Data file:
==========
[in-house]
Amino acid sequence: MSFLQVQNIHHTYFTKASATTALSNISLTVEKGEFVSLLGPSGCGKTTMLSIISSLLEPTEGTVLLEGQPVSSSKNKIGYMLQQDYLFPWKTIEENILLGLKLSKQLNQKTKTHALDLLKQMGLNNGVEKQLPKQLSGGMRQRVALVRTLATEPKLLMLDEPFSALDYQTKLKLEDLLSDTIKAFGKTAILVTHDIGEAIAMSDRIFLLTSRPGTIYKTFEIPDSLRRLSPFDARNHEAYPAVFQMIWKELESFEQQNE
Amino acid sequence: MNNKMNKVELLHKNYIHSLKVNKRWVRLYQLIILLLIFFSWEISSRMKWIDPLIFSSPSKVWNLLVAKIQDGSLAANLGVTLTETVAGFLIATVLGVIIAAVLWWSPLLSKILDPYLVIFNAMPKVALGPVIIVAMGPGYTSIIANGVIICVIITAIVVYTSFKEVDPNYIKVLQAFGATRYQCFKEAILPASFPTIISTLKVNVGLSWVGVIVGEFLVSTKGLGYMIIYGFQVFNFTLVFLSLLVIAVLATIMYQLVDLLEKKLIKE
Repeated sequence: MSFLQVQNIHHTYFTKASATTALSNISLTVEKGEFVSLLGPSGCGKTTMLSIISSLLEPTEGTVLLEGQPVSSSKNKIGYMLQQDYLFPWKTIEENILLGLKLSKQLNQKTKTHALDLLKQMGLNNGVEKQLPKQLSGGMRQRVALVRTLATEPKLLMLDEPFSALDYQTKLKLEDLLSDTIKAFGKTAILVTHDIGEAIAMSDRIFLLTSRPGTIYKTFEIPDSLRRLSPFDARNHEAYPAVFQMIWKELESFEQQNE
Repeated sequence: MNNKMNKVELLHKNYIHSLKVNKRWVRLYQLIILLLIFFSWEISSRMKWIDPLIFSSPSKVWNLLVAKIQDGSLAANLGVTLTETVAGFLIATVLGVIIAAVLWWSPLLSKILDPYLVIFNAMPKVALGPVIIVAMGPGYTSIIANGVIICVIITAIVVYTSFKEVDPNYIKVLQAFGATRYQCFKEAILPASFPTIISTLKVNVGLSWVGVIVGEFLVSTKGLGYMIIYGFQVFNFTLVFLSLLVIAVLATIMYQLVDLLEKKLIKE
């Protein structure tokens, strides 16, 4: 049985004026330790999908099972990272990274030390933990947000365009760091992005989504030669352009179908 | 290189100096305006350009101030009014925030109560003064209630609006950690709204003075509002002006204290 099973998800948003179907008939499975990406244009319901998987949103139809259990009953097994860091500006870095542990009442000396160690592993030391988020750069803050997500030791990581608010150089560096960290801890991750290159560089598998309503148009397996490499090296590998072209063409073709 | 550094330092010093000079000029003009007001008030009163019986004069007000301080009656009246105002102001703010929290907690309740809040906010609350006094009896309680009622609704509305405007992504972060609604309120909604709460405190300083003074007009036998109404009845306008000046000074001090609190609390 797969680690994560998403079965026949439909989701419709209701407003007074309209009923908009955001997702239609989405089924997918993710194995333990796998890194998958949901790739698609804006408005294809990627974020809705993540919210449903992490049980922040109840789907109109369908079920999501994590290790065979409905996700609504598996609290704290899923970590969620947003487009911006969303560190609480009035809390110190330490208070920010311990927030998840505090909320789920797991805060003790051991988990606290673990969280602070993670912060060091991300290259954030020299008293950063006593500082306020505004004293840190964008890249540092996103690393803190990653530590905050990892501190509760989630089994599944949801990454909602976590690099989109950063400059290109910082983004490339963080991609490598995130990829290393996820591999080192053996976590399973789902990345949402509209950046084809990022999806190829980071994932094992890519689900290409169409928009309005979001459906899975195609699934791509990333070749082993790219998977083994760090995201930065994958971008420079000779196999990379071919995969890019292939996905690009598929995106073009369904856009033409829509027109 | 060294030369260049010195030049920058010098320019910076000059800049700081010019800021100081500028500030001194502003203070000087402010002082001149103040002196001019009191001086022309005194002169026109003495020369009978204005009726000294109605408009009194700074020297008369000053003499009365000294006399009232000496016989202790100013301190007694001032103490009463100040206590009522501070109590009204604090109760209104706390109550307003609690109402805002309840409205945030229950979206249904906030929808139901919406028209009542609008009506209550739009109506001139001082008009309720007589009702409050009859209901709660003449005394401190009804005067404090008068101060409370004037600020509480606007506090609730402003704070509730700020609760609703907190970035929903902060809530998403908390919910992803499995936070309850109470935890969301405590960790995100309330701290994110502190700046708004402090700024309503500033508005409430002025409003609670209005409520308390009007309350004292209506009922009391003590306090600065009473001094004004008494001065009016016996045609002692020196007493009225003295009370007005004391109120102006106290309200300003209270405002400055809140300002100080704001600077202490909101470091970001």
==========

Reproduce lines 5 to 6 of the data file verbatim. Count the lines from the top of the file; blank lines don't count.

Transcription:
Repeated sequence: MNNKMNKVELLHKNYIHSLKVNKRWVRLYQLIILLLIFFSWEISSRMKWIDPLIFSSPSKVWNLLVAKIQDGSLAANLGVTLTETVAGFLIATVLGVIIAAVLWWSPLLSKILDPYLVIFNAMPKVALGPVIIVAMGPGYTSIIANGVIICVIITAIVVYTSFKEVDPNYIKVLQAFGATRYQCFKEAILPASFPTIISTLKVNVGLSWVGVIVGEFLVSTKGLGYMIIYGFQVFNFTLVFLSLLVIAVLATIMYQLVDLLEKKLIKE
């Protein structure tokens, strides 16, 4: 049985004026330790999908099972990272990274030390933990947000365009760091992005989504030669352009179908 | 290189100096305006350009101030009014925030109560003064209630609006950690709204003075509002002006204290 099973998800948003179907008939499975990406244009319901998987949103139809259990009953097994860091500006870095542990009442000396160690592993030391988020750069803050997500030791990581608010150089560096960290801890991750290159560089598998309503148009397996490499090296590998072209063409073709 | 550094330092010093000079000029003009007001008030009163019986004069007000301080009656009246105002102001703010929290907690309740809040906010609350006094009896309680009622609704509305405007992504972060609604309120909604709460405190300083003074007009036998109404009845306008000046000074001090609190609390 797969680690994560998403079965026949439909989701419709209701407003007074309209009923908009955001997702239609989405089924997918993710194995333990796998890194998958949901790739698609804006408005294809990627974020809705993540919210449903992490049980922040109840789907109109369908079920999501994590290790065979409905996700609504598996609290704290899923970590969620947003487009911006969303560190609480009035809390110190330490208070920010311990927030998840505090909320789920797991805060003790051991988990606290673990969280602070993670912060060091991300290259954030020299008293950063006593500082306020505004004293840190964008890249540092996103690393803190990653530590905050990892501190509760989630089994599944949801990454909602976590690099989109950063400059290109910082983004490339963080991609490598995130990829290393996820591999080192053996976590399973789902990345949402509209950046084809990022999806190829980071994932094992890519689900290409169409928009309005979001459906899975195609699934791509990333070749082993790219998977083994760090995201930065994958971008420079000779196999990379071919995969890019292939996905690009598929995106073009369904856009033409829509027109 | 060294030369260049010195030049920058010098320019910076000059800049700081010019800021100081500028500030001194502003203070000087402010002082001149103040002196001019009191001086022309005194002169026109003495020369009978204005009726000294109605408009009194700074020297008369000053003499009365000294006399009232000496016989202790100013301190007694001032103490009463100040206590009522501070109590009204604090109760209104706390109550307003609690109402805002309840409205945030229950979206249904906030929808139901919406028209009542609008009506209550739009109506001139001082008009309720007589009702409050009859209901709660003449005394401190009804005067404090008068101060409370004037600020509480606007506090609730402003704070509730700020609760609703907190970035929903902060809530998403908390919910992803499995936070309850109470935890969301405590960790995100309330701290994110502190700046708004402090700024309503500033508005409430002025409003609670209005409520308390009007309350004292209506009922009391003590306090600065009473001094004004008494001065009016016996045609002692020196007493009225003295009370007005004391109120102006106290309200300003209270405002400055809140300002100080704001600077202490909101470091970001």